Perhaps one of the most upsetting circumstances anyone can be in is the loss of a wallet or purse. We have all heard the stories of online criminals stealing credit card numbers, one can only imagine what level of damage they could do if in possession of the actual card itself. I am not going to address how to physically protect your wallet or purse, I will leave that to a security expert. Instead, I will outline for you a plan of wallet self defense. If you are unable to find your wallet within a very short period of time (no more than a few hours) you should assume it has been stolen. This is your only option as you just can’t be sure where it is or who may have it.
1. Create A Backup File On the Content Of Your Wallet
In just a few minutes with a copy machine or scanner, you can make a copy of every important document in your wallet. This would include credit cards, insurance cards, Social Security card, driver’s license, school or work identification, etc… You should copy both the front and back of each of these items. The end result of this quick project should be an emergency backup file. You should check to be sure that your copies allow you to easily read all of the account numbers as well as the phone numbers on each card. In my case, I used the magnification option on my scanner and enlarged the copies to be sure everything was easy to read. Of course, it goes without saying that this file should be kept in a very secure location.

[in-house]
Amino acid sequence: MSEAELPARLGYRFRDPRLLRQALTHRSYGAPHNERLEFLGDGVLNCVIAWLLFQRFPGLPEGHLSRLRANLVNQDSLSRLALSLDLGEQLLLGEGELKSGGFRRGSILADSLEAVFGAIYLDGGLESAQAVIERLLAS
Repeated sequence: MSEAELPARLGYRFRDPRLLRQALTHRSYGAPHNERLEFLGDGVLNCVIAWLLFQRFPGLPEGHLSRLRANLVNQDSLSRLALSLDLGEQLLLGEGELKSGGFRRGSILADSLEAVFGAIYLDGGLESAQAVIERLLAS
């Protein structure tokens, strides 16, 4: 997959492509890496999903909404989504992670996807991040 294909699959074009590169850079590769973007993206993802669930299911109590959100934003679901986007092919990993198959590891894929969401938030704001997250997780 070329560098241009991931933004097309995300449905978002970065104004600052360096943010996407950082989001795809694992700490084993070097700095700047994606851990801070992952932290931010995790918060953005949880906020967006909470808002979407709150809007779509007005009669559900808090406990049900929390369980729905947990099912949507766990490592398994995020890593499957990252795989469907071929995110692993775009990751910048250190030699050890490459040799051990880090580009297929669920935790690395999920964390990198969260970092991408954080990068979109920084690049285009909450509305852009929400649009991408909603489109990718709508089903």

2. Immediately Notify Your Credit Card Companies That Your Cards Have Been Lost Or Stolen
In the event that you lose your wallet, the first thing to do is to start making phone calls to every credit card company alerting them of your loss and canceling each account. Take an extra minute and make notes about each call, including the time you called and the person you spoke to (you may need this later). If you lose a credit card, the most you can be liable for is $50 and you are not liable for any charges that take place after you report the card lost or stolen. It is very interesting to note that this same protection does not necessarily extend to a debit card. While a close cousin to their credit card counterpart, debit cards do not fall under the same rules. It is very important that you get the written policy from your bank or financial institution regarding your liability for the loss of a debit card. The loss of a debit card can be far more devastating, in this case you are not merely losing access to credit but your entire savings and/or checking account could be wiped out in a matter of a few minutes. Debit cards should not hold you responsible for any charges or withdrawals that occur after you report the card as being stolen. Therefore, it is critical to make such a report for both your credit and debit cards as quickly as possible (but especially more so in the case of a debit card).
3. Is It Time To Lighten Up Your Wallet?